Keywords: Uncertainty, Fairness, Classification, Segmentation, Regression, Brain Tumour, Skin Lesion, Alzheimer's Disease
TL;DR: Subgroup level fairness from the perspective of not only absolute performance but also from uncertainty quantification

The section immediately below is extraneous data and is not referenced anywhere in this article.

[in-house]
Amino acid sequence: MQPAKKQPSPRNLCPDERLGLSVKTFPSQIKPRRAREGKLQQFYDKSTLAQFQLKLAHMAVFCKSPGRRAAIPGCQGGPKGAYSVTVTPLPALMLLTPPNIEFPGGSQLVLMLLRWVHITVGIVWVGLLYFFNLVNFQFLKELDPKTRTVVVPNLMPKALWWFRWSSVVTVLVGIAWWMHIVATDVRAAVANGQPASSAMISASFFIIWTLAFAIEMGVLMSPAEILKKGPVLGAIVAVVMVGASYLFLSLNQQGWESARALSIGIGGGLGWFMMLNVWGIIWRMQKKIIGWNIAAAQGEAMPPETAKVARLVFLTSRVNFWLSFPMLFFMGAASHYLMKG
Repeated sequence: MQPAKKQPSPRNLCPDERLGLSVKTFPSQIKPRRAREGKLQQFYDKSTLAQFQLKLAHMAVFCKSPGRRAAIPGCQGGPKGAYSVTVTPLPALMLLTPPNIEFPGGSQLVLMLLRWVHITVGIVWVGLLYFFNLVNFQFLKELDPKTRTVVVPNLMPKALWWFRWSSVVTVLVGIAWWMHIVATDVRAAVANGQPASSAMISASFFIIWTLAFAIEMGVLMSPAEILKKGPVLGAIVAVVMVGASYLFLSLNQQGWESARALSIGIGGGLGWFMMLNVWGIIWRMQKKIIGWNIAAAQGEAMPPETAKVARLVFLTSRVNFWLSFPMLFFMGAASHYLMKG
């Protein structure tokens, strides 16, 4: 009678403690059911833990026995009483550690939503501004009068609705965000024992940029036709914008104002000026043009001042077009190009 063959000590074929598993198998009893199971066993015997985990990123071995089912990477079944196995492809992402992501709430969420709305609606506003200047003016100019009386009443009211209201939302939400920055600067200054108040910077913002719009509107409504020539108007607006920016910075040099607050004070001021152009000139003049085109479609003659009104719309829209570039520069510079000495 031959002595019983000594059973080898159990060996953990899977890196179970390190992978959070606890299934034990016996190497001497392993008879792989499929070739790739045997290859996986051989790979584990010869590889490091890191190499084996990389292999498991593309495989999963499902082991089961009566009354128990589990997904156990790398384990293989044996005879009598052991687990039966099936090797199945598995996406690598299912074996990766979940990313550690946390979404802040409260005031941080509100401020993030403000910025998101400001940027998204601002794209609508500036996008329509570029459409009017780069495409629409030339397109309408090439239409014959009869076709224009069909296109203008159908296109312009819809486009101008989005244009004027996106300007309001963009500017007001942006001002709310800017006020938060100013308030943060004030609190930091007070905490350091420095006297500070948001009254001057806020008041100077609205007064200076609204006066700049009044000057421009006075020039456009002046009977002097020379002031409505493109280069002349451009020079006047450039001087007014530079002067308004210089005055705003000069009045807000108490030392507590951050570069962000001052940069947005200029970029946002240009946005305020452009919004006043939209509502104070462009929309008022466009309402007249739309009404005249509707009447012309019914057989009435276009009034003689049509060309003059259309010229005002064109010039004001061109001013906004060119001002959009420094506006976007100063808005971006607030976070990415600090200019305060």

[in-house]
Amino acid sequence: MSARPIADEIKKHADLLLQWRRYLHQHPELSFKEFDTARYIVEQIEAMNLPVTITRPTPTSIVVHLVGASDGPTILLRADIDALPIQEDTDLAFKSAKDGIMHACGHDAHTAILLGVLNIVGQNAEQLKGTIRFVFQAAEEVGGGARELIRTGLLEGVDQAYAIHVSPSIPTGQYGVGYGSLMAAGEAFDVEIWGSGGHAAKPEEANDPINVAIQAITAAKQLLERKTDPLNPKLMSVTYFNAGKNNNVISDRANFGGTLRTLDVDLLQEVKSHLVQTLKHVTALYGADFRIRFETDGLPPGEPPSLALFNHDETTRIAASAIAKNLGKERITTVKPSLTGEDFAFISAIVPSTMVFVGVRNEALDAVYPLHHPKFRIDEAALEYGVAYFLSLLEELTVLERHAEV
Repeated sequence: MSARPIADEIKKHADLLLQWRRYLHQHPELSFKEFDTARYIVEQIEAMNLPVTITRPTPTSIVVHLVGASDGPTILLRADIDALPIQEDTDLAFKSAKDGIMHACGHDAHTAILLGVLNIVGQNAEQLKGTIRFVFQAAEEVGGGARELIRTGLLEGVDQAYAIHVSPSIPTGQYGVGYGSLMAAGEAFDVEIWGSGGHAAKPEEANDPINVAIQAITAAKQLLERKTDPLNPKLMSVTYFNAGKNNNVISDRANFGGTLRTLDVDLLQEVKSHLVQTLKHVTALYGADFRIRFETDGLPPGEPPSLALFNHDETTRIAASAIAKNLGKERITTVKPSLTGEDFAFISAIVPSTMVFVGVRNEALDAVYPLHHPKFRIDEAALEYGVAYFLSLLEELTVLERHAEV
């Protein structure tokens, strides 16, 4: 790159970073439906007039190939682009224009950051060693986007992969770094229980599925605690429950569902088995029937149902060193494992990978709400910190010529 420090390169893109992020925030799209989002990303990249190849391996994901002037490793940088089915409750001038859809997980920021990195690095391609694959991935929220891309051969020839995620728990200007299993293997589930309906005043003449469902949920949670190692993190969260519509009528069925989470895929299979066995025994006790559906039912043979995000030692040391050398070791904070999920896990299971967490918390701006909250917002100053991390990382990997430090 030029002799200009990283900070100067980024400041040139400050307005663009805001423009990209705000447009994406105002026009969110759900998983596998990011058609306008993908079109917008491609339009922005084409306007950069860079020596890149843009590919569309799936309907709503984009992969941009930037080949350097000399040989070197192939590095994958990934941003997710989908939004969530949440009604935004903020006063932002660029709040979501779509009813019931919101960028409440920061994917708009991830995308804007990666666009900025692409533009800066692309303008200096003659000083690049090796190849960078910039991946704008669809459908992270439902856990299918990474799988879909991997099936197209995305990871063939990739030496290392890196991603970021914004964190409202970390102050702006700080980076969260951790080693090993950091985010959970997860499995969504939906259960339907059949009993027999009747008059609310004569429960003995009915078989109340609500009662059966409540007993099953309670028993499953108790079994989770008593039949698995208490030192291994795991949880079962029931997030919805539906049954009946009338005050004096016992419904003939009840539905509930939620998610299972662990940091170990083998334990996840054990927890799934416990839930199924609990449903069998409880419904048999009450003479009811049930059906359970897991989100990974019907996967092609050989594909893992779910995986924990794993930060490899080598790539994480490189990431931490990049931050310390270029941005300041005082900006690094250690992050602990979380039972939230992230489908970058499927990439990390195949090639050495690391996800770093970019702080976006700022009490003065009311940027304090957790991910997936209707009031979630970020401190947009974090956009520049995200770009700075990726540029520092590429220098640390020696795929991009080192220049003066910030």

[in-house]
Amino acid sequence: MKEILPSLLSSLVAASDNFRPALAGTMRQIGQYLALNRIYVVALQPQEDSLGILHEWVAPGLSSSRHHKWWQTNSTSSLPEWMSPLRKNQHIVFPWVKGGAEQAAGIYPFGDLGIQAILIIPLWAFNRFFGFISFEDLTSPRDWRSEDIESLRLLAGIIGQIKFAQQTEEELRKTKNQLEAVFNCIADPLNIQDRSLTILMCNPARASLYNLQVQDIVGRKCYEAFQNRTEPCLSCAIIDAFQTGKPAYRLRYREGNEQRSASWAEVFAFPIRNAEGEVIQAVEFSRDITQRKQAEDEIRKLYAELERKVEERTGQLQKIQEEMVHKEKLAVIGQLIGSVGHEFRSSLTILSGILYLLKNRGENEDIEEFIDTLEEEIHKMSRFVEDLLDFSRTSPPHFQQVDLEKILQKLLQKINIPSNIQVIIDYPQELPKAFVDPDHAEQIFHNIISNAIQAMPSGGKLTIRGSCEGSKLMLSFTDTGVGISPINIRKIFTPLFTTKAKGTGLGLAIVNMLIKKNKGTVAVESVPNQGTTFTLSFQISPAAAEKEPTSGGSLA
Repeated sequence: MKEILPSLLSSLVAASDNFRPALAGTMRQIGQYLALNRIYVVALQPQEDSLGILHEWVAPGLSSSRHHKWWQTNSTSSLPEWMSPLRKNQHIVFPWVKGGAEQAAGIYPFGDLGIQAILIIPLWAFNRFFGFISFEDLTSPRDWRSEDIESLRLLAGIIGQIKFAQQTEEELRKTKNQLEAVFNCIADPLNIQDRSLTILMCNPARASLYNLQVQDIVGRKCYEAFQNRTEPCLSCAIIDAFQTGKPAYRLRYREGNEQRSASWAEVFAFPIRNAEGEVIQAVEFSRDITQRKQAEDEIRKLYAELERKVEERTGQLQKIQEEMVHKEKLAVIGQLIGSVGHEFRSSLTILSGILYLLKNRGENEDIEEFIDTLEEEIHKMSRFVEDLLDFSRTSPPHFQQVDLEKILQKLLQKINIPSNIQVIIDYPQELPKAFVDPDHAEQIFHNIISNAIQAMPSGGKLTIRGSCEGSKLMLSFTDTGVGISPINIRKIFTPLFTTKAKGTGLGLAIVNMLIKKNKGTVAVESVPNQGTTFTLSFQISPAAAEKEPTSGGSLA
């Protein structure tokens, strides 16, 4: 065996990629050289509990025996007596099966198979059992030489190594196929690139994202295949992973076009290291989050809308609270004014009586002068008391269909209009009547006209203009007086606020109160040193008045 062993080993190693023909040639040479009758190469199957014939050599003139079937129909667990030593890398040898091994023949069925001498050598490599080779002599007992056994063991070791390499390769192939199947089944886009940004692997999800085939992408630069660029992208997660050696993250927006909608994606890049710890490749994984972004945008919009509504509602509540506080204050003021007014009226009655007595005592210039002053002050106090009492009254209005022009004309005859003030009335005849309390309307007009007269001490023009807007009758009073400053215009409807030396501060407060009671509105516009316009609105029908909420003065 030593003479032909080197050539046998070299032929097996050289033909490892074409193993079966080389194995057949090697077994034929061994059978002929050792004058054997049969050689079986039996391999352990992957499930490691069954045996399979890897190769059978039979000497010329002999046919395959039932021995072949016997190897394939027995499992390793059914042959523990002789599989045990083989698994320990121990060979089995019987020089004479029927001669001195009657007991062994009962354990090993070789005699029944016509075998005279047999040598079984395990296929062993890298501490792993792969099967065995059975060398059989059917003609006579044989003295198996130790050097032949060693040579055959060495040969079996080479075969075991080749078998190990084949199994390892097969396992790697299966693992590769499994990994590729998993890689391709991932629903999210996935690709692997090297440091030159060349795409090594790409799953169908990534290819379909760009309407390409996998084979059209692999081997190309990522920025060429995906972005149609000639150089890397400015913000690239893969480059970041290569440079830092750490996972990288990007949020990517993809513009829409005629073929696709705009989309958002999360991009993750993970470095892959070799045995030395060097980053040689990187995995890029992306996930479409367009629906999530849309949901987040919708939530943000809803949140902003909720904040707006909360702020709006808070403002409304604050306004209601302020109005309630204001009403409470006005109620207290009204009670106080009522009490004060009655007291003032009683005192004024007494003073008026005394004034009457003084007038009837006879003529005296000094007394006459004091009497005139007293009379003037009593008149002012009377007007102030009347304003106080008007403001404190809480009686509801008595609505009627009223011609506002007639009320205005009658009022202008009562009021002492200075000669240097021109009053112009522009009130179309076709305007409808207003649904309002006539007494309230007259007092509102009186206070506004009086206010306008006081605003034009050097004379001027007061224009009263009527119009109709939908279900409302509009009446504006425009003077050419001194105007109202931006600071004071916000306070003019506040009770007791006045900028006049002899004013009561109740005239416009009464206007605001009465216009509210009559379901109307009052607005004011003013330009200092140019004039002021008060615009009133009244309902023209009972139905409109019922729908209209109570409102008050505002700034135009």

Abstract: Although deep learning (DL) models have shown great success in many medical image analysis tasks, deployment of the resulting models into real clinical contexts requires: (1) that they exhibit robustness and fairness across different sub-populations, and (2) that the confidence in DL model predictions be accurately expressed in the form of uncertainties. Unfortunately, recent studies have indeed shown significant biases in DL models across demographic subgroups (e.g., race, sex, age) in the context of medical image analysis, indicating a lack of fairness in the models. Although several methods have been proposed in the ML literature to mitigate a lack of fairness in DL models, they focus entirely on the absolute performance between groups without considering their effect on uncertainty estimation. In this work, we present the first exploration of the effect of popular fairness models on overcoming biases across subgroups in medical image analysis in terms of bottom-line performance, and their effects on uncertainty quantification. We perform extensive experiments on three different clinically relevant tasks: (i) skin lesion classification, (ii) brain tumour segmentation, and (iii) Alzheimer's disease clinical score regression. Our results indicate that popular ML methods, such as data-balancing and distributionally robust optimization, succeed in mitigating fairness issues in terms of the model performances for some of the tasks. However, this can come at the cost of poor uncertainty estimates associated with the model predictions. This tradeoff must be mitigated if fairness models are to be adopted in medical image analysis.